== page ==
i personally blame OSX combined with web designers' opinions of themselves as scientist/designer hybrids. so standardization is a good thing, but only if you think it's pretty.

lots of css catalog sites popping up in recent months, apparently for the sole purpose of allowing less imaginitive web developers cut'n'paste from well-done pieces. it's great.
posted by patricking at 7:45 PM on April 8, 2006

I blame Blogger, Stopdesign and Zeldman.
posted by Count Ziggurat at 8:15 PM on April 8, 2006

I think there's a difference between the Blogger redesign/Stop Design/Zeldman school of designing - i.e. CSS, simplified and elegant code - and the web 2.0 design principles (if you can call them that...). Just sayin'. Also when CSS Zen Garden started growing in popularity I'm sure that got more people interested as well in the supposed '2.0' style. It's been said better by others, so I'll stop my ranting before it starts. (kudos to AmbroseChapel and bitdamaged for their comments).
posted by rmm at 8:45 PM on April 8, 2006

I think it's not just the web. Everything now has to look clean and have rounded corners (iPods...)
The way things look just change over time, including the web.
posted by easternblot at 9:07 PM on April 8, 2006

As far as I can remember, Google started the minimalist/white background design trend.
posted by kdern at 9:59 PM on April 8, 2006

Much of it can be traced to a fairly small group of blogging designers, but I think it's also a reaction against corporate web design.

Chances are an awful lot of the people who designed and built those 'Web 2.0' (ugh) sites would've been sick to death of what they'd been forced to produce for clients (clutter, corporate colours, stock photos of smiling business people, etc.), and so went in a very different direction (decluttered, softer colours, less cliched imagery) for their own work.
posted by malevolent at 12:37 AM on April 9, 2006

Everything now has to look clean and have rounded corners (iPods...)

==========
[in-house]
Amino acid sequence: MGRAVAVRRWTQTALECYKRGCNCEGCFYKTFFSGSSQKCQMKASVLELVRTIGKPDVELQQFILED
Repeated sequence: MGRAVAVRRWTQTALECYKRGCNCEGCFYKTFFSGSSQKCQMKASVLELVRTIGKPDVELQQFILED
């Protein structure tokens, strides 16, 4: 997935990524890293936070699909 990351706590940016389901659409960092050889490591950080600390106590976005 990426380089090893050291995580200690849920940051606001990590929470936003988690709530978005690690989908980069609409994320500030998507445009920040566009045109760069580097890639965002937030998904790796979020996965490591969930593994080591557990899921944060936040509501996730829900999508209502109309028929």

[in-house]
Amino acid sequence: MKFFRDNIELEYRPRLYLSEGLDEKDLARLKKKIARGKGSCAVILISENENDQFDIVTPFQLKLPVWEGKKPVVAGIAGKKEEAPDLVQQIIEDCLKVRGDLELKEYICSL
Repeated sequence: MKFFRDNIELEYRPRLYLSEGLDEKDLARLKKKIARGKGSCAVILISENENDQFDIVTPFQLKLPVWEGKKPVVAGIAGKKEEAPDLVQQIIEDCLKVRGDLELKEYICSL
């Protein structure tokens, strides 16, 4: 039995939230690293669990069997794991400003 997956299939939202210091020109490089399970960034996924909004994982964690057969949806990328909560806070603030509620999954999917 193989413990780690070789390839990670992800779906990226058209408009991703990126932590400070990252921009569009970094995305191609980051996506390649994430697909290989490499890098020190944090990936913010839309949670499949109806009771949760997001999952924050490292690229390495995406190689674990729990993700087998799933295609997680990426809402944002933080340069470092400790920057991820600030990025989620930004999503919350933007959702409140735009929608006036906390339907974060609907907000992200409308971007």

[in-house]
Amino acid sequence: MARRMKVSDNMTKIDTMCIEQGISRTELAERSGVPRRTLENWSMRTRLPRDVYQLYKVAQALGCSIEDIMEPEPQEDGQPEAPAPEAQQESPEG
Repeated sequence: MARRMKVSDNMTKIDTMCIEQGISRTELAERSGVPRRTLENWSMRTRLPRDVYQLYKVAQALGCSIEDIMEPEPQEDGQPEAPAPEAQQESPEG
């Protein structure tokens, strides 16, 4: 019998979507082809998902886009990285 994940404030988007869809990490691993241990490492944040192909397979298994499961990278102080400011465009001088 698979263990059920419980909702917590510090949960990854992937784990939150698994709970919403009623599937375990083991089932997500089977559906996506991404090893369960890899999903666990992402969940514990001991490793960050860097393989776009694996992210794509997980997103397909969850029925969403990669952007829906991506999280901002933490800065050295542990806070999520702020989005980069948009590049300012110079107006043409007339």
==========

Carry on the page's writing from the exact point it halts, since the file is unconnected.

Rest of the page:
Unlike all those things designed to go in your pockets which have sharp corners, you mean? Those Apple guys are geniuses.

No but seriously -- Steve Jobs is a big fan of the rounded rectangle. There's a whole page in "Insanely Great" about how they were building the library of basic shapes for the Mac OS's graphics, way back, and he gave their head designer a walk around the neighborhood and pointed out how many of them there were that you don't notice, like street signs.
posted by AmbroseChapel at 12:50 AM on April 9, 2006

I'm glad that there is someone else in my Zip Code* thinking about this.

*My Zip Code includes a State University--idiots, the lot of them.
posted by sourwookie at 1:04 AM on April 9, 2006

I'm not sure the Web 2.0 designs are all that bad. Ubiquitous, yes, but it's pretty nice to be able *read* a website without straining my eyes.
posted by ryanhealy at 8:54 AM on April 9, 2006

posted by planetkyoto at 9:04 AM on April 9, 2006

i'm surprised people aren't putting more emphasis on the constraints of designing with css. but then that doesn't explain round corners, so maybe everyone else is right.
posted by andrew cooke at 11:51 AM on April 9, 2006

Since there seems to be some thoughts on how Digg and the Mozilla identity had something to do with the "Web 2.0" design, then you could look directly at the Canadian web development team Silverorange who designed both of those sites and a little Pheedo for good measure.

And since Steven Garrity is creative director at silverorange you can ask him via his blog Acts of Volition what he thinks . . .
posted by jeremias at 1:37 PM on April 9, 2006

I'd love to write more about this later, but it's tax time, so I won't. I think 37signals is the root of much of it, especially the "big fonts" and the "forms with big fonts." They also, I believe, originated (or, at least, popularized) the fading pastel colors, although theirs were often on the site's background, moreso than on the gel buttons. I also think Flickr's design influenced a lot of people.
posted by Alt F4 at 2:54 PM on April 11, 2006